Published on in Vol 11, No 1 (2022): Jan-Jun

Preprints (earlier versions) of this paper are available at https://preprints.jmir.org/preprint/31082, first published .
The Effects of Intravenous Iron Infusion on Preoperative Hemoglobin Concentration in Iron Deficiency Anemia: Retrospective Observational Study

The Effects of Intravenous Iron Infusion on Preoperative Hemoglobin Concentration in Iron Deficiency Anemia: Retrospective Observational Study

The Effects of Intravenous Iron Infusion on Preoperative Hemoglobin Concentration in Iron Deficiency Anemia: Retrospective Observational Study

Original Paper

1Anaesthetics and Critical Care, Southend University Hospital, Southend on Sea, United Kingdom

2East of England Ambulance Service, Essex, United Kingdom

Corresponding Author:

Guy Nicholls, MBBS

Anaesthetics and Critical Care

Southend University Hospital

Prittlewell Chase

Southend on Sea, SS0 0RY

United Kingdom

Phone: 44 7379867037

Email: Guy.a.nicholls91@gmail.com


Background: An iron infusion pathway using Ferrinject (ferric carboxymaltose) was implemented at Southend University Hospital for preoperative surgical patients with iron deficiency anemia undergoing major surgery. This was based on a treatment algorithm proposed by Munting and colleagues according to the international consensus statement on perioperative management of anemia and the UK National Institute for Health and Care Excellence (NICE) guidelines. These guidelines state that intravenous iron is indicated when oral iron is poorly tolerated or ineffective, there is insufficient time to surgery, or due to a functional iron deficiency.

Objective: The objective of this study was to evaluate the change in adult hemoglobin (Hb) concentration (g/L) after Ferrinject infusion at the time of surgery.

Methods: Data were retrospectively collected on all surgical patients that received an iron infusion preoperatively for iron deficiency anemia from July 2019 to April 2020. Nonsurgical, obstetric, and pediatric patients, and those without a postinfusion Hb level measurement were excluded. Data collected included the Hb, ferritin, and transferrin levels pre and postinfusion; correct dose of intravenous iron received; and any adverse reactions noted.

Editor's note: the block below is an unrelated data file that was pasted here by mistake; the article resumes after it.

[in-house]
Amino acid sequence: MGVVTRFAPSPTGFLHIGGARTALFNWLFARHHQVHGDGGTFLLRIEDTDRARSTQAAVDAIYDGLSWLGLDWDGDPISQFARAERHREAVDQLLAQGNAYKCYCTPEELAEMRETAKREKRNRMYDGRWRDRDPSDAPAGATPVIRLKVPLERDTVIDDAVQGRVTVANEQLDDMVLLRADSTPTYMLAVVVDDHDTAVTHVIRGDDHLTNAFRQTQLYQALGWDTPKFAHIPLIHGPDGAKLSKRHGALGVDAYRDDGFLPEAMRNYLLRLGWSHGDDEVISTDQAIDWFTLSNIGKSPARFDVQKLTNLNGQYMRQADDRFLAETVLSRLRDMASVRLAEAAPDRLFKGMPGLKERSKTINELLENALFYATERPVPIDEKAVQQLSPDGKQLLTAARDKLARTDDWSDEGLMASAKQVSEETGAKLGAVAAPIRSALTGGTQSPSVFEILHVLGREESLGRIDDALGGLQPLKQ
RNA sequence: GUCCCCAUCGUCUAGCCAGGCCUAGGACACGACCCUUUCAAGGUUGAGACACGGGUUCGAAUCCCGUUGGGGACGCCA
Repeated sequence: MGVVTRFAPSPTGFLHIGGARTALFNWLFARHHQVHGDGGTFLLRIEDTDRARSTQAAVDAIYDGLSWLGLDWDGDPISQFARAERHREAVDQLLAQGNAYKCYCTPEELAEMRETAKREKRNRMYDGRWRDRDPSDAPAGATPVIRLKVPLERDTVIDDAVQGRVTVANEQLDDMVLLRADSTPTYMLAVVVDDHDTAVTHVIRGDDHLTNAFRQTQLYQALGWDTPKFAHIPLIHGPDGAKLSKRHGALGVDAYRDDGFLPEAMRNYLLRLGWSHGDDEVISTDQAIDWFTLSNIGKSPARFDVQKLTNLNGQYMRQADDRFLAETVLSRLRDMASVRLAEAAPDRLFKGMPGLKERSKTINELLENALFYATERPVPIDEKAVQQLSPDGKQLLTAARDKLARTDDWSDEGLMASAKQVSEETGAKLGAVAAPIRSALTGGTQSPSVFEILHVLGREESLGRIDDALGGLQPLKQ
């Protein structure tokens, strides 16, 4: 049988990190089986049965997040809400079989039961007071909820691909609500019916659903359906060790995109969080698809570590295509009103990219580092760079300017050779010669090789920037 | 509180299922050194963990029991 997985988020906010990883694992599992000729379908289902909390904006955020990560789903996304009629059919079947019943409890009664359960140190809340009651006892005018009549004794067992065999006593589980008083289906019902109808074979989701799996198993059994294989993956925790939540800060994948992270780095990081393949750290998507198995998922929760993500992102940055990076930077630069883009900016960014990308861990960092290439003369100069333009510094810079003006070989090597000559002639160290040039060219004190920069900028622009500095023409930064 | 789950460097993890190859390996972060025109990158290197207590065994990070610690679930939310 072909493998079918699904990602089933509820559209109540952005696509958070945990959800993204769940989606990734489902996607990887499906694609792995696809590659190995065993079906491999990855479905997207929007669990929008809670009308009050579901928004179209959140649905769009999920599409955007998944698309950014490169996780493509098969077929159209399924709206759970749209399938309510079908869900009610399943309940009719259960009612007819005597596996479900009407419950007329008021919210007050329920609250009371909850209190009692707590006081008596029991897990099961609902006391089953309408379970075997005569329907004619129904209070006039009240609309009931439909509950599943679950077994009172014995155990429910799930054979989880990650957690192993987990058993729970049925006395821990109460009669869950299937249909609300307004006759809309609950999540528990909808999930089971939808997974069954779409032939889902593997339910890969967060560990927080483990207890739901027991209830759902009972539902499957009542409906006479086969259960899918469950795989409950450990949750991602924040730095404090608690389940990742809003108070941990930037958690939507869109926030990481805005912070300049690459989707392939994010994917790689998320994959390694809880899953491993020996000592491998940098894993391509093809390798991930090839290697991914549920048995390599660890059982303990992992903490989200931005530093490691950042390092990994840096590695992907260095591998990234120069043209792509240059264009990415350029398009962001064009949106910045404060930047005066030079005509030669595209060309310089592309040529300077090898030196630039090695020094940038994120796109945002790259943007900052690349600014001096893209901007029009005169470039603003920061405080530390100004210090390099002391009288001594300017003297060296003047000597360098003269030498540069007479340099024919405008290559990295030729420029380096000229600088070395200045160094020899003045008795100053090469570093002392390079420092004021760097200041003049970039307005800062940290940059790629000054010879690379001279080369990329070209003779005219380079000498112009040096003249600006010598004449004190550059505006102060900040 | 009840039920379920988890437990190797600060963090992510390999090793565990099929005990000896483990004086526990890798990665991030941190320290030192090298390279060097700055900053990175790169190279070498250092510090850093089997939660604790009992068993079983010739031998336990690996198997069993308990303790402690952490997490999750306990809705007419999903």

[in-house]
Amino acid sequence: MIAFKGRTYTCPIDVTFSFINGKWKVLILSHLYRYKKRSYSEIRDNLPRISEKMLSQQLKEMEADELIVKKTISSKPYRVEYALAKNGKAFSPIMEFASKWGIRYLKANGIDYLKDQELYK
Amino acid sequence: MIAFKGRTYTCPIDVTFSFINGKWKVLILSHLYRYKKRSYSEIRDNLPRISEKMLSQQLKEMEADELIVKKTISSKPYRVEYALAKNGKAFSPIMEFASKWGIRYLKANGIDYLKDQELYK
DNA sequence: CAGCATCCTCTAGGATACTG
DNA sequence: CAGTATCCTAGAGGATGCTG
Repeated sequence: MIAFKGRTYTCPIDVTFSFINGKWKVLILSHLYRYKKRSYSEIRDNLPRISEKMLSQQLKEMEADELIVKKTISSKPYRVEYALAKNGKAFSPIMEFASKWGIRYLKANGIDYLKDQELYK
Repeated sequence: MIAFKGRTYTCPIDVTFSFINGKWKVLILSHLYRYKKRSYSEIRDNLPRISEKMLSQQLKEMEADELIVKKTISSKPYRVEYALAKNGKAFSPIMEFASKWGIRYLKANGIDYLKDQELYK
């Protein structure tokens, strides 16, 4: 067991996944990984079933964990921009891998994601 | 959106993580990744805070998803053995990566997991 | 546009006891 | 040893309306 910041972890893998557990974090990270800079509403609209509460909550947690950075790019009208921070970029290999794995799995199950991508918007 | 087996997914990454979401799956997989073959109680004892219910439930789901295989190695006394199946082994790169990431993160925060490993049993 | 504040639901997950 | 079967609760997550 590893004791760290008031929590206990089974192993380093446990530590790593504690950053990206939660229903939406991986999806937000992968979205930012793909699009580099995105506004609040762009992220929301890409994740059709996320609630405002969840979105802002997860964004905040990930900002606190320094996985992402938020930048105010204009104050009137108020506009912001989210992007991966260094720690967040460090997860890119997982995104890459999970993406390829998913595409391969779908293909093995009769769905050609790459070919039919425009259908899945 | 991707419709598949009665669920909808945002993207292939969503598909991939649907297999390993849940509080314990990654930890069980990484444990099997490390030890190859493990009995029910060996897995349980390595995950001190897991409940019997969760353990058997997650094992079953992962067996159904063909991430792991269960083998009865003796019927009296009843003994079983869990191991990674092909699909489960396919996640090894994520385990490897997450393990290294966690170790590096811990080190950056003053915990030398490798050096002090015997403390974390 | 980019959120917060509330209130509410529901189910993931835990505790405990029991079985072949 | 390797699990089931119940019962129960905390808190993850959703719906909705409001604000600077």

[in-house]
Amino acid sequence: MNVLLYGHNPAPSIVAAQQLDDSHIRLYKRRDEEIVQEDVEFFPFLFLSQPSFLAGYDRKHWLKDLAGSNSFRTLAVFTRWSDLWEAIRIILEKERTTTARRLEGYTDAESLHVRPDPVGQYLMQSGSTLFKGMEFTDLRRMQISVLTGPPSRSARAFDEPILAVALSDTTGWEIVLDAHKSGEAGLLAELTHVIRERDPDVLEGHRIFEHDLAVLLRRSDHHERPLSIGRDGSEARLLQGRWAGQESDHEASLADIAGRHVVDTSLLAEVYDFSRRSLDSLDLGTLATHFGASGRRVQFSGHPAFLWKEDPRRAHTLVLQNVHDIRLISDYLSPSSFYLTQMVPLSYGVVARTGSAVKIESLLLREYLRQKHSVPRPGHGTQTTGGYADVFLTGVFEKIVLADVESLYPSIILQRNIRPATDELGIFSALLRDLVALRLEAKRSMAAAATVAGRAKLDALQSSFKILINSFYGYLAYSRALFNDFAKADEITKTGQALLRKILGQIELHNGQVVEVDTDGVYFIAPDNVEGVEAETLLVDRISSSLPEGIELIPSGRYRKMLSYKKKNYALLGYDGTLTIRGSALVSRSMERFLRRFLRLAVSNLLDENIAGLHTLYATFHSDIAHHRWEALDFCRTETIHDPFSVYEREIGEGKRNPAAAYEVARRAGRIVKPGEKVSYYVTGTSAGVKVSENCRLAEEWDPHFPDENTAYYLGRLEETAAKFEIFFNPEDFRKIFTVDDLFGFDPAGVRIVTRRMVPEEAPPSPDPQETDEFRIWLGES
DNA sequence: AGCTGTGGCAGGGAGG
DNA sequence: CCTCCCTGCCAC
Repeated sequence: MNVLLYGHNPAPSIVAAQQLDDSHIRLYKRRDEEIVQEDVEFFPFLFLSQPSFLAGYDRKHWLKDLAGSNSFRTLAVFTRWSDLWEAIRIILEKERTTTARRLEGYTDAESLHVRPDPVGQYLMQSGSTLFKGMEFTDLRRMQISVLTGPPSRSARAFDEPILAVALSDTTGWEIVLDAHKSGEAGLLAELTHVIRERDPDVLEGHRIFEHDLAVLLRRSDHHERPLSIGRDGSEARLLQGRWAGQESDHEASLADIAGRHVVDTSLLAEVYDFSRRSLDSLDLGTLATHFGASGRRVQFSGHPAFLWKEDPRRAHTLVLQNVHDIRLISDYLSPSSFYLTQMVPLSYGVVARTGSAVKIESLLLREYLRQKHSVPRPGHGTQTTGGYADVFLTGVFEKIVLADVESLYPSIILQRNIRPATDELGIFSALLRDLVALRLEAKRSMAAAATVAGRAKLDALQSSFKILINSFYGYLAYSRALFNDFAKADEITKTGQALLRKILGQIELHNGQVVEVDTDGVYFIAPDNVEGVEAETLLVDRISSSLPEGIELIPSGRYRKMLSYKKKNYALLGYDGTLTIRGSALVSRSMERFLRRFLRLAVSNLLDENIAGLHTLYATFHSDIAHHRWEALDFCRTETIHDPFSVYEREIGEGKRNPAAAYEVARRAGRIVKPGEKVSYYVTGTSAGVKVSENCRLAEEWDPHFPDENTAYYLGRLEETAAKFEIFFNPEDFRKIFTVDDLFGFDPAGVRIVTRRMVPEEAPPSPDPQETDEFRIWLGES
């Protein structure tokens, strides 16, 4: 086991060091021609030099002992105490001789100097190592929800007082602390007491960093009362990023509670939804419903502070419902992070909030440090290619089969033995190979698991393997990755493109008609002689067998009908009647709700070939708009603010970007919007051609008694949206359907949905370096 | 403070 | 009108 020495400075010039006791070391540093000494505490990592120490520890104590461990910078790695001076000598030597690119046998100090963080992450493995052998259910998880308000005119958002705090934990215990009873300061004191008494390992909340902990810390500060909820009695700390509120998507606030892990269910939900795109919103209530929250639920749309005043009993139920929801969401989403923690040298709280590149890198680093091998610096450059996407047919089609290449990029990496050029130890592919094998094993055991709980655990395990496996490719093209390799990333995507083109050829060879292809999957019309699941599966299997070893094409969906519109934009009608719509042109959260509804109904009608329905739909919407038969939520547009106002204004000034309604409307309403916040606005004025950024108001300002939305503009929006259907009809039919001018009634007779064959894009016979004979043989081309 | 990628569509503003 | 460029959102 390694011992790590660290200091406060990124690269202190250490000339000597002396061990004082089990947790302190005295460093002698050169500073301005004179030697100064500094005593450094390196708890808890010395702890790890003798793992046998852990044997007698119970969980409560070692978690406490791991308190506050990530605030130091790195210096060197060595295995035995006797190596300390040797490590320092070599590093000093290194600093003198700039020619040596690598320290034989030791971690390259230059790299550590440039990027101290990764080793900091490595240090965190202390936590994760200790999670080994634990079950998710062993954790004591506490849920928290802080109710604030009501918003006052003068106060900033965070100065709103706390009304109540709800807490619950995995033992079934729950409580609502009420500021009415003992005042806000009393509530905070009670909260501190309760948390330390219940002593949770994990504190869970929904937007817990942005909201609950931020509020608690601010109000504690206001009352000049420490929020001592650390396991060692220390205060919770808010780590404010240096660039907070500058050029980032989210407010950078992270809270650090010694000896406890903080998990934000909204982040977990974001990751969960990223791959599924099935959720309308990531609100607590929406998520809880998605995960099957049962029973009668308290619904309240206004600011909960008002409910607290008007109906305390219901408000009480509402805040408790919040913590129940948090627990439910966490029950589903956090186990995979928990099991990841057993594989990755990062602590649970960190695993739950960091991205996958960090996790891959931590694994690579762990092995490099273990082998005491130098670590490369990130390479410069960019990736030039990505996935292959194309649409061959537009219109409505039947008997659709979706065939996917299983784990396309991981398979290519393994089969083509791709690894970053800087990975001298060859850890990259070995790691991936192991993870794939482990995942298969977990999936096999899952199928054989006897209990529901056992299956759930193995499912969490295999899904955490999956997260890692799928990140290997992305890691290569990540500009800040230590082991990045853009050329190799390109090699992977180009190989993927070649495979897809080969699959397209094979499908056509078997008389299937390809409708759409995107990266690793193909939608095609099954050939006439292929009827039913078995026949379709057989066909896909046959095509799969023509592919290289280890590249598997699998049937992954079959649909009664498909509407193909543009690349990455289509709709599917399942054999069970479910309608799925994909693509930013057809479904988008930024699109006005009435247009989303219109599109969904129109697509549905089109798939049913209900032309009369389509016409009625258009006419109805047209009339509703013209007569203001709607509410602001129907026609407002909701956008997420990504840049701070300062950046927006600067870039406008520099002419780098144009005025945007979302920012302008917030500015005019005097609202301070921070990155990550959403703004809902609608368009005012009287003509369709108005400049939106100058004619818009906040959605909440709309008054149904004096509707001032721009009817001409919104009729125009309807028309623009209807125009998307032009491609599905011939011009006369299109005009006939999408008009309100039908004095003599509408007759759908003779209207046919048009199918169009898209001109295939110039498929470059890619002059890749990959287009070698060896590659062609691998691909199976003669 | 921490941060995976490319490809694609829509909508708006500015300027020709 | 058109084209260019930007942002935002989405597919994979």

Results: Thirty-two surgical patients with iron deficiency anemia received intravenous iron between July 2019 and April 2020 prior to surgery. The average pre and post iron infusion Hb concentration across the cohort was 97 g/L and 114 g/L, respectively (18% increase; P=.001). Two (6%) patients had a posttransfusion Hb level ≥130 g/L prior to surgery after infusion. Nine patients had both a pre and postinfusion ferritin level recorded, which showed an increase from 12 ng/mL preinfusion to 94 ng/mL postinfusion (P=.02). Twenty-three (72%) patients did not receive the full dose of intravenous iron based on their Hb level and weight. Twenty-four (75%) patients received an iron infusion >2 weeks prior to surgery and the other 8 (25%) patients received the infusion <2 weeks before their surgery. There was an average increase in Hb of 22% (21 g/L, 95% CI 13-28) and 5% (5 g/L, 95% CI 1-10), respectively, across the two groups (P=.03). There were no documented adverse reactions to intravenous iron.

Conclusions: Intravenous iron is an effective intervention to improve the Hb concentration in patients with iron deficiency anemia despite the majority of patients not receiving the full dose based on their baseline Hb level and weight. Increasing the interval time between infusion and surgery was associated with a greater increase in Hb, with only a minimal increase observed if given less than 2 weeks prior to surgery.

Interact J Med Res 2022;11(1):e31082

doi:10.2196/31082

Keywords



Preoperative optimization is fundamental to improving surgical outcomes, with correction or improvement in iron deficiency anemia (IDA) being an important aspect in the preoperative management of patients undergoing major elective surgery [1]. This has resulted in a large drive across the United Kingdom for developing perioperative iron infusion pathways. Large studies have shown that approximately 40% of patients presenting for major surgery were anemic, with iron deficiency accounting for 80% of these cases [2].